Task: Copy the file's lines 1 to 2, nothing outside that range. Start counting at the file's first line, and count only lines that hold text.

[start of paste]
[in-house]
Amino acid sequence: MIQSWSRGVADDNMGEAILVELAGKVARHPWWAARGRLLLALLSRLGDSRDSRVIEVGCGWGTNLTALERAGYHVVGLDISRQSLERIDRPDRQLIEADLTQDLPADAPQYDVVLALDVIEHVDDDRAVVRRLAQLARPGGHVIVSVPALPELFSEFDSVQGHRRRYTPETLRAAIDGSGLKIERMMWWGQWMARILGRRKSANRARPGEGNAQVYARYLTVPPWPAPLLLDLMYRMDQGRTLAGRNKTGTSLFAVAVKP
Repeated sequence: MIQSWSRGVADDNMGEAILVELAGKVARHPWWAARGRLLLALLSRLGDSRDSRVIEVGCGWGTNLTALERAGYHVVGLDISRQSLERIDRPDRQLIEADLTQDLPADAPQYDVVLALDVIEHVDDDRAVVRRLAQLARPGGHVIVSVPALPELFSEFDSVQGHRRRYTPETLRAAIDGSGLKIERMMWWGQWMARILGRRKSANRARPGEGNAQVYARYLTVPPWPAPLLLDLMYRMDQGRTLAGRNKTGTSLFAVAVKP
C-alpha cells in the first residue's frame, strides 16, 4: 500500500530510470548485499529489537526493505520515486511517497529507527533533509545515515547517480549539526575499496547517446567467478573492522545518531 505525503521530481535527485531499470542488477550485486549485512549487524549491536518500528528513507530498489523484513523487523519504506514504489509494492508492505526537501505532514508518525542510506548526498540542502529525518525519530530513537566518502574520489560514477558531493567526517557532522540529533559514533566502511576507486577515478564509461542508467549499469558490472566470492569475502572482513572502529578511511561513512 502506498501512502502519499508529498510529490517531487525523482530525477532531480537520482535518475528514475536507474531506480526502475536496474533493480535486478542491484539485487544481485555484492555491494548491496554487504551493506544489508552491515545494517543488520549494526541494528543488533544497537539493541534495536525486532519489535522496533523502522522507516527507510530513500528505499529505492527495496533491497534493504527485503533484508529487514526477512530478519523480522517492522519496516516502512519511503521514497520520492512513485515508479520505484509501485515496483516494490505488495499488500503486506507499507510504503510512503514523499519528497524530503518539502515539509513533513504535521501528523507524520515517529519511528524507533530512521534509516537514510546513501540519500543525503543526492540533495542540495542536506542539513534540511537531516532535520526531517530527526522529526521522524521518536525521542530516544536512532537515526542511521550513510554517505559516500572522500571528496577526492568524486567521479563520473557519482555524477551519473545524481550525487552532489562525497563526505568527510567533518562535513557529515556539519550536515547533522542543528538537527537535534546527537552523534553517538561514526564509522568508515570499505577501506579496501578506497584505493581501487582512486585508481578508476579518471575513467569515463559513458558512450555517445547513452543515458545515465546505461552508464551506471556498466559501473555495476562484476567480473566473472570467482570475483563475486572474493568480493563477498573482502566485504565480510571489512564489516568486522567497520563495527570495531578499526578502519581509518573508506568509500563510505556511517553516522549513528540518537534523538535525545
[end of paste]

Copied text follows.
[in-house]
Amino acid sequence: MIQSWSRGVADDNMGEAILVELAGKVARHPWWAARGRLLLALLSRLGDSRDSRVIEVGCGWGTNLTALERAGYHVVGLDISRQSLERIDRPDRQLIEADLTQDLPADAPQYDVVLALDVIEHVDDDRAVVRRLAQLARPGGHVIVSVPALPELFSEFDSVQGHRRRYTPETLRAAIDGSGLKIERMMWWGQWMARILGRRKSANRARPGEGNAQVYARYLTVPPWPAPLLLDLMYRMDQGRTLAGRNKTGTSLFAVAVKP